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Keep Your Dog Safe During The Winter With These Tips

Veterinarian Reviewed by Dr. Janice Huntingford, DVM on March 1, 2018
Posted in Dogs

Winter can be a wonderful time of year, bringing forth snow-capped mountain peaks and trees glistening with icicles. But despite its beauty, winter can also bring dangerously cold temperatures, and not just for humans. In this post, we’ll discuss different ways to keep your dog warm and safe when the mercury starts to drop.

Dogs vs Wolves: The Differences Are Crucial

Some people think that dogs are able to shrug off the effects of cold because of their wolf ancestry. This is far from true. Here are some key differences between the species:

  • Wolf fur is far more effective at providing cold-weather protection than a dog’s coat.
  • Wolf paws endure exposure to the cold much better than those of dogs due to differences in their circulatory systems.
  • Mother Nature fashioned wolves for one purpose: to prey on other mammals. This gives them a vastly different mindset than dogs, which must live in peace with humans and other animals. Wolves are indifferent to hardships that would cause dogs great distress.

Now let’s look at how to safeguard your dog from winter’s hazards:

1. Keep Them Warm

Like humans, dogs need an external heat source to stay healthy. Owners must keep them inside for as long as possible during cold weather and/or install a kennel heater in their winter quarters. Avoid using open flame heaters, which can cause carbon monoxide poisoning or serious burns.

2. Mind Their Paws

According to the ASPCA, you should clean your dog’s paws with a dry towel after a trip outside to remove moisture and salt. Use gentle heat to dissolve snow and ice. Dogs are sensitive to frostbite, just like human beings.

3. Keep the Air Moist

Dry winter air can cause skin issues for dogs, so use a humidifier, both for your sake and your pet’s.

4. Protect Them From Poisons

Replacing automobile antifreeze is an annual rite of passage for millions of DIY mechanics. But it’s important to remember that this product is lethal to dogs and other animals. Antifreeze spills should be cleaned up immediately, and dogs should be kept away from areas where antifreeze is stored. If your pet ingests even a few drops of antifreeze, he or she must be taken to the vet right away. In many scary situations, prompt treatment can save a dog’s life.

5. Use Care When Feeding

There’s nothing wrong with occasionally sharing leftovers from your meal with your pet during the winter, but remember that excessive scraps and treats can add up very quickly. So, save the desserts for human beings and reward your dog with health conscious, canine-friendly items instead.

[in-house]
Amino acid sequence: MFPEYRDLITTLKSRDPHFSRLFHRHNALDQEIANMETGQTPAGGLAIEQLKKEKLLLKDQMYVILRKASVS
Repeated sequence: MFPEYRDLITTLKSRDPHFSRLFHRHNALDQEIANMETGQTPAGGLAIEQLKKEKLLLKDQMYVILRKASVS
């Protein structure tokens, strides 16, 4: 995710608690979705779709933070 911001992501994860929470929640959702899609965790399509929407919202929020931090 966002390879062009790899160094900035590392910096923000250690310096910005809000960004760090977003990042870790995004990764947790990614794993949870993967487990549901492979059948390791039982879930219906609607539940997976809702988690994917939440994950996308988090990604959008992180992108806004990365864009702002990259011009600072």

Caring for Older, Frail, Ill, or Physically Impaired Dogs

Certain physical conditions can make your dog especially vulnerable to the rigors of winter. Examples include arthritis, advanced age, metabolic issues, and diabetes. Here are some tips for giving these special pups a little extra care this winter:

  • Consider getting your dog his or her own sweater for the cold season. In addition to a super cute look, a sweater will increase protection from wintertime aches and pains.
  • Make sure you observe dosing schedules for your pup’s medicines and refill prescriptions just as you would for yourself.
  • Never shave a dog’s during or right before winter. They needs this fur or hair for this time of year.

Our dogs provide devotion and companionship throughout their lives, so it only makes sense to give them special care during the winter in return. Your pup will appreciate your loving care and possibly even give you more years to spend together.доставка грузов украинаseule sur

Read also: Myrrh- An Ancient Ingredient For Allergy Treatment

Our Expert

Dr. Janice Huntingford
Janice Huntingford, DVM, has been in veterinary practice for over 30 years and has founded two veterinary clinics since receiving her Doctor of Veterinary Medicine at the Ontario Veterinary College, University of Guelph. She has studied extensively in both conventional and holistic modalities. Ask Dr. Jan

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